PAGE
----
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Video Game Review: 3D Dot Game Heroes

May 24, 2010 | By Herija Green | comment on this post
3D Dot Game Heroes
This… is… DOTNIA!!!!!!

About a month ago I found myself sifting through some old papers in my parents’ garage — grade school assignments, box scores from computer baseball games and drawings of X-wings were abundant, but I didn’t come to a halt until I uncovered a stack of detailed maps that’d been drawn on a pad of Far Side stationary. I hadn’t seen them for more than a decade, but I recognized them immediately. They were the dungeons from The Legend of Zelda, a game which I still remember in vivid detail right down to the terrible rap song they used to promote it.

Given my level of affection for that game and others like it, Atlus’ recent 3D Dot Game Heroes was made for people exactly like me. It makes no bones about borrowing heavily from Zelda’s formula, but that lack of originality doesn’t stop it from being a unique experience or an absolute blast to play.

CONTROLS (3.75/5)

Given the throwback vibe at work here it should come as little surprise that the game offers a very streamlined control scheme. In fact, you’ll primarily use two buttons in any combat situation you encounter with X wielding your sword and the circle deploying your secondary item — such as a boomerang or a bow and arrow. You’ll also learn a dashing attack that is executed by pressing the square button. The shoulder buttons are used for cycling through items, checking out your map and using your shield to block enemy attacks.

It’s all very easy to learn, but that doesn’t mean it always works. In true old school adventure game fashion you cannot attack diagonally with your sword, though you can turn your hero while the sword is out which creates a sweeping motion that allows you to strike enemies located in that diagonal position. Still, it may take some getting used to. Moving can also be a little troublesome as you’ll find your character will get stuck on an object or slip off of something you’re trying to push. This can be particularly annoying when you’re low on health and making a mad dash for a doorway only to watch as your hero gets hung up on an edge and summarily pummeled to death.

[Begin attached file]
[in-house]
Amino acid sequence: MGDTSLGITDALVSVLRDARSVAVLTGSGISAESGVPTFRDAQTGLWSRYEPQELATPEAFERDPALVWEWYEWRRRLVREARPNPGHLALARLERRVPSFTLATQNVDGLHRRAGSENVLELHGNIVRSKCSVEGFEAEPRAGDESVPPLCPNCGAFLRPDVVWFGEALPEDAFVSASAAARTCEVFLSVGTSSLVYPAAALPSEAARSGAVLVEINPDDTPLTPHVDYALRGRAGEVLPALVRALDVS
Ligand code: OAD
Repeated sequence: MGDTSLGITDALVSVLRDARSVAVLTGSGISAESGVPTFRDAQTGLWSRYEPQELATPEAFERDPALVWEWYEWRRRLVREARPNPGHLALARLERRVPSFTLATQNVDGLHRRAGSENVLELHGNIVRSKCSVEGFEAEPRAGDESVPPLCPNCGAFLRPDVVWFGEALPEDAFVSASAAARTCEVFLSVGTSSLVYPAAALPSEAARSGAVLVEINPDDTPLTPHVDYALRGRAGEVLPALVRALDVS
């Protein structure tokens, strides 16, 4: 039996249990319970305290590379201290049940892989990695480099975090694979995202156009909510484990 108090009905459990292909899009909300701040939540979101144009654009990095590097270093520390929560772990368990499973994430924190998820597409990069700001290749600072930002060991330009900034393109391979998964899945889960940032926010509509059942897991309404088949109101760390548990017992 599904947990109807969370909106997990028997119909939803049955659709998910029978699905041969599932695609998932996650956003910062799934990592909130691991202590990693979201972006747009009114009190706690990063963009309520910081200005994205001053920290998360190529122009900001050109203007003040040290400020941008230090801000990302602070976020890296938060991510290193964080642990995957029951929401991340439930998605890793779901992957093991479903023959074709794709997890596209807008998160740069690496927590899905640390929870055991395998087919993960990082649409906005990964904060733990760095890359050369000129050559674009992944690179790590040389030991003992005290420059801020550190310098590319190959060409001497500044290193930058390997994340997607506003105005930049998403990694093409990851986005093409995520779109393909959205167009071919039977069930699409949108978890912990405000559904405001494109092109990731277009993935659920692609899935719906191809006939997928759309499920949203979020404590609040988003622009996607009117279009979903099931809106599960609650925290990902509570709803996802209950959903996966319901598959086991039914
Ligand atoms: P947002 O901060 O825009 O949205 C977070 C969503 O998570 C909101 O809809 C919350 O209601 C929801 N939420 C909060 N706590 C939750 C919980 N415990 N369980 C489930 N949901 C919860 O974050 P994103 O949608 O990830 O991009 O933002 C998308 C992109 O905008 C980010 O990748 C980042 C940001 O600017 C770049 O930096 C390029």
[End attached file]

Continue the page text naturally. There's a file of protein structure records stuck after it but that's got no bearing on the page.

The best way to describe the visuals in 3D Dot Game Heroes is brilliantly simplistic. The unique way they’ve taken old-school 2D graphics and updated them with everything being built out of tiny little blocks never stops being enjoyable. It gives the game an undeniable sense of whimsy and is sure to immediately draw in anyone that sees you playing it. In stark contrast to the blocky graphics is the shimmering water, which stands out and looks extremely cool. Easily my favourite aspect of the visuals, however, is the way everything you destroy bursts into a shower of tiny pixels. You’ll see it over and over again during your adventure and yet it never gets old.

One nice touch is the ability to play through the game as any number of creatures instead of the default hero, including such unusual choices as a pumpkin, vampire or gorilla. If none of those are to your liking you can create your own hero from scratch using the game’s editing tool. It’s straightforward, though you’d need to invest some time to create anything on par with the available choices.

If there’s a gripe to be found with the graphics it’s that in the default camera mode you will at times find your character completely obscured from view, which can result in taking damage. This can be remedied by switching to an overhead camera angle, but in doing so you’ll find that the graphics take a real hit and lose much of their charm in the process. I found I preferred to keep the default camera active and take the occasional hit, but it’s a choice I don’t think I should’ve had to make.

While the graphics have been updated and enhanced, the audio hasn’t been given the same treatment and instead sounds nearly identical to the classic 8- and 16-bit RPGs of yesteryear. That means catchy little tunes that loop endlessly. That repetitiveness is the reason so many gamers can still whistle the themes of Super Mario Bros. and The Legend of Zelda, but few can remember music from a game they played a month ago (Halo’s signature sounds notwithstanding). So while it’s distinctly retro and true to its roots, I didn’t find it as endearing as it used to be.